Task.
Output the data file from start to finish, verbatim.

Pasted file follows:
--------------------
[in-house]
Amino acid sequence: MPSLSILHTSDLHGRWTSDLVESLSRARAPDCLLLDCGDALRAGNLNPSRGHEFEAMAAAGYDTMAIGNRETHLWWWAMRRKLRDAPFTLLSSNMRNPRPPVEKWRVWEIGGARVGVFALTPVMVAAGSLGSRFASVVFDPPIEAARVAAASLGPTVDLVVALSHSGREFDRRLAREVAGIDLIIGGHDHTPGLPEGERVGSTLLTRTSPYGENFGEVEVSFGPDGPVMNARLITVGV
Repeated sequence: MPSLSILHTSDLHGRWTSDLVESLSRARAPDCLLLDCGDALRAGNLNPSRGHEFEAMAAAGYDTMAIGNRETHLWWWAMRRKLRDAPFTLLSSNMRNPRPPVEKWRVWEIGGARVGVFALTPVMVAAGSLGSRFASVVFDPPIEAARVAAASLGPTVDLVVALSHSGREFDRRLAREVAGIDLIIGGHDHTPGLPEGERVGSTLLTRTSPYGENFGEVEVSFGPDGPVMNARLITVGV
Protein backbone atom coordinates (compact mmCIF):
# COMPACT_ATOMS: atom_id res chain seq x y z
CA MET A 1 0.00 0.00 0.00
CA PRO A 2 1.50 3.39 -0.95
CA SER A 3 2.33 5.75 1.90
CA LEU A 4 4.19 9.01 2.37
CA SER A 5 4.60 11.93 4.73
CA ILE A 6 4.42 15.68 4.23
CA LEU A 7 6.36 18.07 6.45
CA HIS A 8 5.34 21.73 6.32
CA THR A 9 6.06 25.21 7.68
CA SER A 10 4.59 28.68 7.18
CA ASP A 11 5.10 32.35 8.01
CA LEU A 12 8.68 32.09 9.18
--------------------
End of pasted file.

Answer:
[in-house]
Amino acid sequence: MPSLSILHTSDLHGRWTSDLVESLSRARAPDCLLLDCGDALRAGNLNPSRGHEFEAMAAAGYDTMAIGNRETHLWWWAMRRKLRDAPFTLLSSNMRNPRPPVEKWRVWEIGGARVGVFALTPVMVAAGSLGSRFASVVFDPPIEAARVAAASLGPTVDLVVALSHSGREFDRRLAREVAGIDLIIGGHDHTPGLPEGERVGSTLLTRTSPYGENFGEVEVSFGPDGPVMNARLITVGV
Repeated sequence: MPSLSILHTSDLHGRWTSDLVESLSRARAPDCLLLDCGDALRAGNLNPSRGHEFEAMAAAGYDTMAIGNRETHLWWWAMRRKLRDAPFTLLSSNMRNPRPPVEKWRVWEIGGARVGVFALTPVMVAAGSLGSRFASVVFDPPIEAARVAAASLGPTVDLVVALSHSGREFDRRLAREVAGIDLIIGGHDHTPGLPEGERVGSTLLTRTSPYGENFGEVEVSFGPDGPVMNARLITVGV
Protein backbone atom coordinates (compact mmCIF):
# COMPACT_ATOMS: atom_id res chain seq x y z
CA MET A 1 0.00 0.00 0.00
CA PRO A 2 1.50 3.39 -0.95
CA SER A 3 2.33 5.75 1.90
CA LEU A 4 4.19 9.01 2.37
CA SER A 5 4.60 11.93 4.73
CA ILE A 6 4.42 15.68 4.23
CA LEU A 7 6.36 18.07 6.45
CA HIS A 8 5.34 21.73 6.32
CA THR A 9 6.06 25.21 7.68
CA SER A 10 4.59 28.68 7.18
CA ASP A 11 5.10 32.35 8.01
CA LEU A 12 8.68 32.09 9.18